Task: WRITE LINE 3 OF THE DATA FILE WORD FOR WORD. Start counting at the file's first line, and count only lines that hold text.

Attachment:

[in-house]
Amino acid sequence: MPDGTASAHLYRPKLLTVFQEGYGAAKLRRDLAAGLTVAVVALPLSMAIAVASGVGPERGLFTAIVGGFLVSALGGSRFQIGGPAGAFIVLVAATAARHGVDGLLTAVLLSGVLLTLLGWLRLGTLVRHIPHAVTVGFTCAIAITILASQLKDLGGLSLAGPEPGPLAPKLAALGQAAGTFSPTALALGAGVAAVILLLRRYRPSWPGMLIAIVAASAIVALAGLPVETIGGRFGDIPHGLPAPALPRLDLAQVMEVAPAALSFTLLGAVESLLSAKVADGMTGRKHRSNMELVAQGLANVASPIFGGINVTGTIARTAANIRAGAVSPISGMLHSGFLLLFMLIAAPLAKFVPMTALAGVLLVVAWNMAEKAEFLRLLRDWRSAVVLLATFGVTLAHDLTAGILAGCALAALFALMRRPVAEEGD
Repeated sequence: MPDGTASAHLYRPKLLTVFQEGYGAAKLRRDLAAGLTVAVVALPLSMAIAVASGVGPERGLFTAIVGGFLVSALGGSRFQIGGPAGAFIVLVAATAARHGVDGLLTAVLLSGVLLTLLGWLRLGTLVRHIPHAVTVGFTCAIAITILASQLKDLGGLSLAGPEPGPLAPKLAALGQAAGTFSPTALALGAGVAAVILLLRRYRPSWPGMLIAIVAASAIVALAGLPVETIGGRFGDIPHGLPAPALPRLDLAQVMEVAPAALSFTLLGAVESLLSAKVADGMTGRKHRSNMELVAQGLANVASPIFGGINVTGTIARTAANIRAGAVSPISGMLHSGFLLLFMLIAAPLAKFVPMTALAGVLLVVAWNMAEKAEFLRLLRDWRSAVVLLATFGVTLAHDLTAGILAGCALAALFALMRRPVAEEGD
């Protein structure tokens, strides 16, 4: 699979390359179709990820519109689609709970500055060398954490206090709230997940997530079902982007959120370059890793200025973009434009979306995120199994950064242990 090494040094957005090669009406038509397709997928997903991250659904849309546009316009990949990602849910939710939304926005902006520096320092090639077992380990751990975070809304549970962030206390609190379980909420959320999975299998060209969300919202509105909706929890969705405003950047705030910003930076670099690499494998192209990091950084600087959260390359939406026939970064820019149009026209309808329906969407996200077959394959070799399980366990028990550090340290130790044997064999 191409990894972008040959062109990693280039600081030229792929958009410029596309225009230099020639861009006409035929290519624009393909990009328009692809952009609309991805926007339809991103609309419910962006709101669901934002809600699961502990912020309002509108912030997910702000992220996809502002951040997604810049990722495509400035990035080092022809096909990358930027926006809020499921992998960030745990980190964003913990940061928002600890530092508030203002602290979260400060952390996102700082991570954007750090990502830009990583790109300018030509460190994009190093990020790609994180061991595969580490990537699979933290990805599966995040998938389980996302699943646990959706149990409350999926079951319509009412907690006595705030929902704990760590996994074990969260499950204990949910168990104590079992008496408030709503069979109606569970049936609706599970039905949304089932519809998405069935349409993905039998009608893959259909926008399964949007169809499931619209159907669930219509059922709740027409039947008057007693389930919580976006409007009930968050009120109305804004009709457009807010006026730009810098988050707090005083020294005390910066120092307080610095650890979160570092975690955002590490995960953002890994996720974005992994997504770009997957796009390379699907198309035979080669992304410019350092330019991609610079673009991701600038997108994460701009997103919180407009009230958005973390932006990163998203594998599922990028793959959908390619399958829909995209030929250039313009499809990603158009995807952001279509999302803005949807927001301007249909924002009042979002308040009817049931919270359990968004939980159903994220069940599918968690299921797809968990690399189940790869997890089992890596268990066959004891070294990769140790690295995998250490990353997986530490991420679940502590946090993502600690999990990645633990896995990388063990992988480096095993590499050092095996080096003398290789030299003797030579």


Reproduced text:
Repeated sequence: MPDGTASAHLYRPKLLTVFQEGYGAAKLRRDLAAGLTVAVVALPLSMAIAVASGVGPERGLFTAIVGGFLVSALGGSRFQIGGPAGAFIVLVAATAARHGVDGLLTAVLLSGVLLTLLGWLRLGTLVRHIPHAVTVGFTCAIAITILASQLKDLGGLSLAGPEPGPLAPKLAALGQAAGTFSPTALALGAGVAAVILLLRRYRPSWPGMLIAIVAASAIVALAGLPVETIGGRFGDIPHGLPAPALPRLDLAQVMEVAPAALSFTLLGAVESLLSAKVADGMTGRKHRSNMELVAQGLANVASPIFGGINVTGTIARTAANIRAGAVSPISGMLHSGFLLLFMLIAAPLAKFVPMTALAGVLLVVAWNMAEKAEFLRLLRDWRSAVVLLATFGVTLAHDLTAGILAGCALAALFALMRRPVAEEGD